Putting bacterial antibiotic resistance into reverse (Physorg)

Dying man sells ad space on his urn (myFOXla)

Image Source: BBC News


Pig dignity: Animal welfare in Europe

baby-pigsThe European Parliament, the governing body of the EU (European Union), met last week to consider (among many other things) a new animal welfare action plan. Last December animal welfare became a core value for the EU, right up there with opposing discrimination, promoting gender equality, and protecting human health and welfare. The new animal welfare treaty states that EU members “shall, since animals are sentient beings, pay full regard to the welfare requirements of animals.” How civilized.

BBC News has a lengthy discussion of the implications of the treaty for animal experimentation. And here’s the complete Animal Welfare Action Plan, which was presented on April 19.

Seeking to capitalize on animal welfare sentiment during an election campaign, the UK’s Labour Party announced: “And we will maintain our proud record on improving animal welfare, including the ban on fox hunting.” How British.

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Why are there no new antibiotics?

antibiotic-resistance-mrsaWithout new antibiotics, we’re at the mercy of antibiotic resistant bacteria – MRSA, Clostridium difficile, Acinetobacter baumannii, etc. Unfortunately, pharmaceutical companies lack a financial incentive to develop new antibiotics.

One reason is that most patients get better when they use antibiotics. Many are prescribed for only a few weeks. It’s much more profitable for drug companies to develop medications that will be used by large numbers of people to suppress the symptoms of lifelong conditions: acid reflux, erectile dysfunction, arthritis, high blood pressure, diabetes, heart conditions.
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A brief history of antibiotics


* 2000 B.C. – Here, eat this root
* 1000 A.D. – That root is heathen. Here, say this prayer.
* 1850 A.D. – That prayer is superstition. Here, drink this potion.
* 1920 A.D. – That potion is snake oil. Here, swallow this pill.
* 1945 A.D. – That pill is ineffective. Here, take this penicillin.
* 1955 A.D. – Oops….bugs mutated. Here, take this tetracycline.
* 1960-1999 – 39 more “oops”…Here, take this more powerful antibiotic.
* 2000 A.D. – The bugs have won! Here, eat this root.
— Anonymous

From the World Health Organization, “How Resistance Develops and Spreads” (emphasis added):

Twenty years ago physicians in industrialized nations believed that infectious disease were a scourge of the past. With industrialization came improved sanitation, housing and nutrition, as well as the revolutionary development of disease-fighting antimicrobials. Populations living in those nations were not only enjoying an unprecedented decrease in mortality and morbidity, but a corresponding increase in life expectancy. …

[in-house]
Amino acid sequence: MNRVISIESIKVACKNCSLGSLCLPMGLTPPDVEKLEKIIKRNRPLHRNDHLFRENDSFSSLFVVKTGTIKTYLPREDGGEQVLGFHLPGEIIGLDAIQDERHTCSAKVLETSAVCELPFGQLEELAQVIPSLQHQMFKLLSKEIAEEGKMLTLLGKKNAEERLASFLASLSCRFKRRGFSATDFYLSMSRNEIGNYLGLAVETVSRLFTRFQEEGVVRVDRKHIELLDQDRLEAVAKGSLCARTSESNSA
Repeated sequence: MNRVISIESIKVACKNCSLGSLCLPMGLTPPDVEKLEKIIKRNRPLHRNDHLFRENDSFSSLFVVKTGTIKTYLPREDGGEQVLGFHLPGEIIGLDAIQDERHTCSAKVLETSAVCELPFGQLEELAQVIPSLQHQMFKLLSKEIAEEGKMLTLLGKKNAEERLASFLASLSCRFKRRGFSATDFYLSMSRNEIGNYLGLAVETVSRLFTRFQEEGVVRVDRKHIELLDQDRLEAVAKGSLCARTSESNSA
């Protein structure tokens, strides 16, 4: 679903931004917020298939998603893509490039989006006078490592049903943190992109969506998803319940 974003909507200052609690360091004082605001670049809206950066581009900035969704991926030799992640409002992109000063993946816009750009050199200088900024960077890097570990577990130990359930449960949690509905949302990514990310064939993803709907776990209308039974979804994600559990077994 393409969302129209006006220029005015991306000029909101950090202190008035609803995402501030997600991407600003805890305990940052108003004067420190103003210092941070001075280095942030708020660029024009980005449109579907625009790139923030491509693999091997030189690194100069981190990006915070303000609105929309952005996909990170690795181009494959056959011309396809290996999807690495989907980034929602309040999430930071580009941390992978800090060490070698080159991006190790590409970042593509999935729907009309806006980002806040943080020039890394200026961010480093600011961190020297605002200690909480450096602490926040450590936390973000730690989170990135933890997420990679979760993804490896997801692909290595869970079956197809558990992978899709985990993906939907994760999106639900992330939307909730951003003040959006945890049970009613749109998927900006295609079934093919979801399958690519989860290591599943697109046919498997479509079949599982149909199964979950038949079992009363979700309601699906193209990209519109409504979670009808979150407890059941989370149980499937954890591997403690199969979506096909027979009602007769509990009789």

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Gonorrhea bacteria: The next superbug?

Bad Bugs No Drugs

After chlamydia, gonorrhea – also known as the “clap” — is the second most common bacterial STD (sexually transmitted disease). It’s easily transmitted. Women have a 60-80 % chance of becoming infected after a single sexual encounter with an infected male partner. Left untreated, the disease not only causes unpleasant symptoms – painful urination, urethral and vaginal discharge, projectile urination – but can lead to sterility.

Superbugs are bacteria that have become resistant to multiple antibiotics. The organism that causes gonorrhea (Neisseria gonorrhoeae) is very versatile and quick to develop resistance.

A few decades ago, gonorrhea became resistant to penicillin. Tetracycline is no longer effective. The disease is rapidly becoming resistant to the fluoroquinolone family of broad-spectrum antibiotics (ciprofloxacin, ofloxacin, levofloxacin). Currently, doctors use cefixime or ceftriaxone to treat gonorrhea, but there are now signs of resistance to these drugs as well, particularly to cefixime.

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Global challenge: 10 new antibiotics by 2020

Bad Bugs No Drugs

The Infectious Diseases Society of America (IDSA) has issued a statement challenging global leaders to develop 10 new antimicrobial drugs by 2020.

The time has come for a global commitment to develop new antibacterial drugs. Current data document the impending disaster due to the confluence of decreasing investment in antibacterial drug research and development concomitant with the documented rapid increase in the level of resistance to currently licensed drugs. Despite the good faith efforts of many individuals, professional societies, and governmental agencies, the looming crisis has only worsened over the past decade. …